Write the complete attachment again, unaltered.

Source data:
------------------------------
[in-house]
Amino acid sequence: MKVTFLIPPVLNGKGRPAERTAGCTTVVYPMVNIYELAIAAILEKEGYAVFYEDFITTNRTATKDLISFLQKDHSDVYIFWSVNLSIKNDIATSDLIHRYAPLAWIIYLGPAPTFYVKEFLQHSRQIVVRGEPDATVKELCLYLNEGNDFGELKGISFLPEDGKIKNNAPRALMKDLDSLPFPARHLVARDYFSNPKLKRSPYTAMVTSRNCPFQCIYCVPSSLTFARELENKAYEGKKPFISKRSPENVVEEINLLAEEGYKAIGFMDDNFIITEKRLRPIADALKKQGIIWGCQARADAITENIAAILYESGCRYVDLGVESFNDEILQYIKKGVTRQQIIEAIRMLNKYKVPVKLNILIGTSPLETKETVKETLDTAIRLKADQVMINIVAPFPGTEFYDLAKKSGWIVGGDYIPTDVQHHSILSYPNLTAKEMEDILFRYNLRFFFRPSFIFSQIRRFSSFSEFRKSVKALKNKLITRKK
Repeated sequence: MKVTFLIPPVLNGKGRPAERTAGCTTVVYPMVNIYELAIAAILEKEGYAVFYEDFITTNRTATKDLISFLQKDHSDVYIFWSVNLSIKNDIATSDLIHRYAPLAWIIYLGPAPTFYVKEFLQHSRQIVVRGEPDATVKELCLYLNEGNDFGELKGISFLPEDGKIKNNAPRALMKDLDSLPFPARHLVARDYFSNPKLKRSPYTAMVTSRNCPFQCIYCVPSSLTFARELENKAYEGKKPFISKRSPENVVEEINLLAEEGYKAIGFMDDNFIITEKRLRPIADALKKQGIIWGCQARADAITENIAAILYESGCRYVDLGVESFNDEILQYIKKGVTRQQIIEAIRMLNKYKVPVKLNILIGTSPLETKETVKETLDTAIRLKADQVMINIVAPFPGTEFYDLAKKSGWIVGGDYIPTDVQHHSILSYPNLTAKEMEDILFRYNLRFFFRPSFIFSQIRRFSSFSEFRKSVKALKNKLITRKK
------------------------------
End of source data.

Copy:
[in-house]
Amino acid sequence: MKVTFLIPPVLNGKGRPAERTAGCTTVVYPMVNIYELAIAAILEKEGYAVFYEDFITTNRTATKDLISFLQKDHSDVYIFWSVNLSIKNDIATSDLIHRYAPLAWIIYLGPAPTFYVKEFLQHSRQIVVRGEPDATVKELCLYLNEGNDFGELKGISFLPEDGKIKNNAPRALMKDLDSLPFPARHLVARDYFSNPKLKRSPYTAMVTSRNCPFQCIYCVPSSLTFARELENKAYEGKKPFISKRSPENVVEEINLLAEEGYKAIGFMDDNFIITEKRLRPIADALKKQGIIWGCQARADAITENIAAILYESGCRYVDLGVESFNDEILQYIKKGVTRQQIIEAIRMLNKYKVPVKLNILIGTSPLETKETVKETLDTAIRLKADQVMINIVAPFPGTEFYDLAKKSGWIVGGDYIPTDVQHHSILSYPNLTAKEMEDILFRYNLRFFFRPSFIFSQIRRFSSFSEFRKSVKALKNKLITRKK
Repeated sequence: MKVTFLIPPVLNGKGRPAERTAGCTTVVYPMVNIYELAIAAILEKEGYAVFYEDFITTNRTATKDLISFLQKDHSDVYIFWSVNLSIKNDIATSDLIHRYAPLAWIIYLGPAPTFYVKEFLQHSRQIVVRGEPDATVKELCLYLNEGNDFGELKGISFLPEDGKIKNNAPRALMKDLDSLPFPARHLVARDYFSNPKLKRSPYTAMVTSRNCPFQCIYCVPSSLTFARELENKAYEGKKPFISKRSPENVVEEINLLAEEGYKAIGFMDDNFIITEKRLRPIADALKKQGIIWGCQARADAITENIAAILYESGCRYVDLGVESFNDEILQYIKKGVTRQQIIEAIRMLNKYKVPVKLNILIGTSPLETKETVKETLDTAIRLKADQVMINIVAPFPGTEFYDLAKKSGWIVGGDYIPTDVQHHSILSYPNLTAKEMEDILFRYNLRFFFRPSFIFSQIRRFSSFSEFRKSVKALKNKLITRKK